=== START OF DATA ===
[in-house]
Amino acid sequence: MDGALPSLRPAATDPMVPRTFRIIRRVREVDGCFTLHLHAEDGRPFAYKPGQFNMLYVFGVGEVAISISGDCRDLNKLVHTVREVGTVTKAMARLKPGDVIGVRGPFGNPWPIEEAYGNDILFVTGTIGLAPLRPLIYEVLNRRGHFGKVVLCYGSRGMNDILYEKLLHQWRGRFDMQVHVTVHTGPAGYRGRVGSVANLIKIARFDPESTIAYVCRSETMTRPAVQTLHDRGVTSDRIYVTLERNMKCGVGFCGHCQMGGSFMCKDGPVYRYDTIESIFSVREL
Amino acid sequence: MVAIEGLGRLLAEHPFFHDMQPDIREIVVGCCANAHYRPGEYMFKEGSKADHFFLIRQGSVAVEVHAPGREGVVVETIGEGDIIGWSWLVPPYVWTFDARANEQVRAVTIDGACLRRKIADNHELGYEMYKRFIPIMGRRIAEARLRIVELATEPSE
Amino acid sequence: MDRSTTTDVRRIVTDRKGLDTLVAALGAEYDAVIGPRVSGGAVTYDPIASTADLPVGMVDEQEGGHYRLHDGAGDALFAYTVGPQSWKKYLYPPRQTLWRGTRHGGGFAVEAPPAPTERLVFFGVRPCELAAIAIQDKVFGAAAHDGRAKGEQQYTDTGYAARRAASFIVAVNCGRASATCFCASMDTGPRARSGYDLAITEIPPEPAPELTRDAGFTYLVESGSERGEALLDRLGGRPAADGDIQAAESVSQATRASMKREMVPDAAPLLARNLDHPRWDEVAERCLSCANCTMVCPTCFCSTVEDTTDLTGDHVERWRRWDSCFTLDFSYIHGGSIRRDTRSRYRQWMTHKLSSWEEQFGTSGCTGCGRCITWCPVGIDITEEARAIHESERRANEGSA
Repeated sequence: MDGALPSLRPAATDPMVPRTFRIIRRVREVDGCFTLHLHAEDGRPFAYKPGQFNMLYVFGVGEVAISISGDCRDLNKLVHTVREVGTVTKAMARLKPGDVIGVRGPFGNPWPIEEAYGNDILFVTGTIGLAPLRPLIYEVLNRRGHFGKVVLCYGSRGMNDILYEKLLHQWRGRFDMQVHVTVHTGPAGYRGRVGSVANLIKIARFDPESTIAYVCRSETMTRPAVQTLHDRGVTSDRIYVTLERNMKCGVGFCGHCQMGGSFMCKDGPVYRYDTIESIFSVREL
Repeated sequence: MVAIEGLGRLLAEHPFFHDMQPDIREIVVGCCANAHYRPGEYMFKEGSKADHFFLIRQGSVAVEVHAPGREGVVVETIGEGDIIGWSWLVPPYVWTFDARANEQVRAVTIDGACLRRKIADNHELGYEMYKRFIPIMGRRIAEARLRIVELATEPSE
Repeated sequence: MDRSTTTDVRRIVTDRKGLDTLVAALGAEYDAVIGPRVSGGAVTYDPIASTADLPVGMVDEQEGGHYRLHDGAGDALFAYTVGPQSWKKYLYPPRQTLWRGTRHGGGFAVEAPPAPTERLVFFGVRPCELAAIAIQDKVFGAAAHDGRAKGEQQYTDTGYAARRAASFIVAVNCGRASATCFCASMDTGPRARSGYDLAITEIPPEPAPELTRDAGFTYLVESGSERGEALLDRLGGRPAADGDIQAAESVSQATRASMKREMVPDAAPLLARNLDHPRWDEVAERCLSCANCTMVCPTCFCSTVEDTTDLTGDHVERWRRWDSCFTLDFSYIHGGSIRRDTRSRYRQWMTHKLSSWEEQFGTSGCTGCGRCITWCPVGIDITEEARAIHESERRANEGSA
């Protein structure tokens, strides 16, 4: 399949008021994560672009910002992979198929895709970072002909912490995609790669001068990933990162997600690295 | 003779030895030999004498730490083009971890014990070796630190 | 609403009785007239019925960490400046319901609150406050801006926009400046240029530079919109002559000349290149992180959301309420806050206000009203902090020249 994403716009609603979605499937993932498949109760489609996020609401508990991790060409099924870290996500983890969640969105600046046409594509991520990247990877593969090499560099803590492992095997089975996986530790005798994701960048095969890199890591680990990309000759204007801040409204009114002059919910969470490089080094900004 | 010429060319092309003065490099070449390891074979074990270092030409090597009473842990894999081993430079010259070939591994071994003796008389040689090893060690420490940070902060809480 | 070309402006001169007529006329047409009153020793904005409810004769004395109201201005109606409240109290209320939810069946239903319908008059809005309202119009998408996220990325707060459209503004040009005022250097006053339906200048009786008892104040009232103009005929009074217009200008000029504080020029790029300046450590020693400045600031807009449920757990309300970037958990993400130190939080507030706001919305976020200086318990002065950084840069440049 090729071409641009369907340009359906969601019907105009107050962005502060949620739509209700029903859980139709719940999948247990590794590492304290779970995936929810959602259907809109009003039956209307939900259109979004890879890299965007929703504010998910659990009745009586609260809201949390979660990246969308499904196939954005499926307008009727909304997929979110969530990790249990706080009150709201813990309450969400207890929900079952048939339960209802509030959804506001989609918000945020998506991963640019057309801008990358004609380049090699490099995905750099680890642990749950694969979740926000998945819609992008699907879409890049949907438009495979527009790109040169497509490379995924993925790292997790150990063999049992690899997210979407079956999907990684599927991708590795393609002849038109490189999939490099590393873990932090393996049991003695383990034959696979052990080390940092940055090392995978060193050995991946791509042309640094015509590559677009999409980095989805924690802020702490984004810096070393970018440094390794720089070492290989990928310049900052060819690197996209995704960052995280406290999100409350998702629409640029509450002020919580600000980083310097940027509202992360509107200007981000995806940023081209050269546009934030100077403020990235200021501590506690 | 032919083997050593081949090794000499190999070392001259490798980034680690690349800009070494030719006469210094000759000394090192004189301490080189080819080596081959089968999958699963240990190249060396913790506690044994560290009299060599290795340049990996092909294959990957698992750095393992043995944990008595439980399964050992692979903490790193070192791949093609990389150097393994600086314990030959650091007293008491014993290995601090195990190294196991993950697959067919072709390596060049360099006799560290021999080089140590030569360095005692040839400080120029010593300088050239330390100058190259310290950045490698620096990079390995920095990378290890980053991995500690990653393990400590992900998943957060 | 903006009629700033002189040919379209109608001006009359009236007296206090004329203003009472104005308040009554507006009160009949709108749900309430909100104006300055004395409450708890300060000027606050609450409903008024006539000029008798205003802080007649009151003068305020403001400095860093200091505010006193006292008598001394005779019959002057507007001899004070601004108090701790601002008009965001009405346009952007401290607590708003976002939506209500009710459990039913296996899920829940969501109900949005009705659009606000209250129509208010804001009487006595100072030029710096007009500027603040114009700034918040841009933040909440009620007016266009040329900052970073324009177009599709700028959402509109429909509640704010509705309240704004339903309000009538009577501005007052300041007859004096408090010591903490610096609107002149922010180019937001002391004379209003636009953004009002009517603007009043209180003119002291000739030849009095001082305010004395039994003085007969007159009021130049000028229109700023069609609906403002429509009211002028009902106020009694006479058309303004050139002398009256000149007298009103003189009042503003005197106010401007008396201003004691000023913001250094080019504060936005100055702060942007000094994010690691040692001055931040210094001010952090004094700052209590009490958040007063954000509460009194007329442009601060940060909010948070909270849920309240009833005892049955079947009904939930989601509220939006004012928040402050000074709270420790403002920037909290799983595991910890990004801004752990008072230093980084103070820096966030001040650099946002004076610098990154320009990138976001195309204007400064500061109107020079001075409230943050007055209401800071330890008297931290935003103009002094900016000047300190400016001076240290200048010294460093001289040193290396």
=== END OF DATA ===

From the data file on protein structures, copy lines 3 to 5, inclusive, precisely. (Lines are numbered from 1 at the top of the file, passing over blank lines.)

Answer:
Amino acid sequence: MVAIEGLGRLLAEHPFFHDMQPDIREIVVGCCANAHYRPGEYMFKEGSKADHFFLIRQGSVAVEVHAPGREGVVVETIGEGDIIGWSWLVPPYVWTFDARANEQVRAVTIDGACLRRKIADNHELGYEMYKRFIPIMGRRIAEARLRIVELATEPSE
Amino acid sequence: MDRSTTTDVRRIVTDRKGLDTLVAALGAEYDAVIGPRVSGGAVTYDPIASTADLPVGMVDEQEGGHYRLHDGAGDALFAYTVGPQSWKKYLYPPRQTLWRGTRHGGGFAVEAPPAPTERLVFFGVRPCELAAIAIQDKVFGAAAHDGRAKGEQQYTDTGYAARRAASFIVAVNCGRASATCFCASMDTGPRARSGYDLAITEIPPEPAPELTRDAGFTYLVESGSERGEALLDRLGGRPAADGDIQAAESVSQATRASMKREMVPDAAPLLARNLDHPRWDEVAERCLSCANCTMVCPTCFCSTVEDTTDLTGDHVERWRRWDSCFTLDFSYIHGGSIRRDTRSRYRQWMTHKLSSWEEQFGTSGCTGCGRCITWCPVGIDITEEARAIHESERRANEGSA
Repeated sequence: MDGALPSLRPAATDPMVPRTFRIIRRVREVDGCFTLHLHAEDGRPFAYKPGQFNMLYVFGVGEVAISISGDCRDLNKLVHTVREVGTVTKAMARLKPGDVIGVRGPFGNPWPIEEAYGNDILFVTGTIGLAPLRPLIYEVLNRRGHFGKVVLCYGSRGMNDILYEKLLHQWRGRFDMQVHVTVHTGPAGYRGRVGSVANLIKIARFDPESTIAYVCRSETMTRPAVQTLHDRGVTSDRIYVTLERNMKCGVGFCGHCQMGGSFMCKDGPVYRYDTIESIFSVREL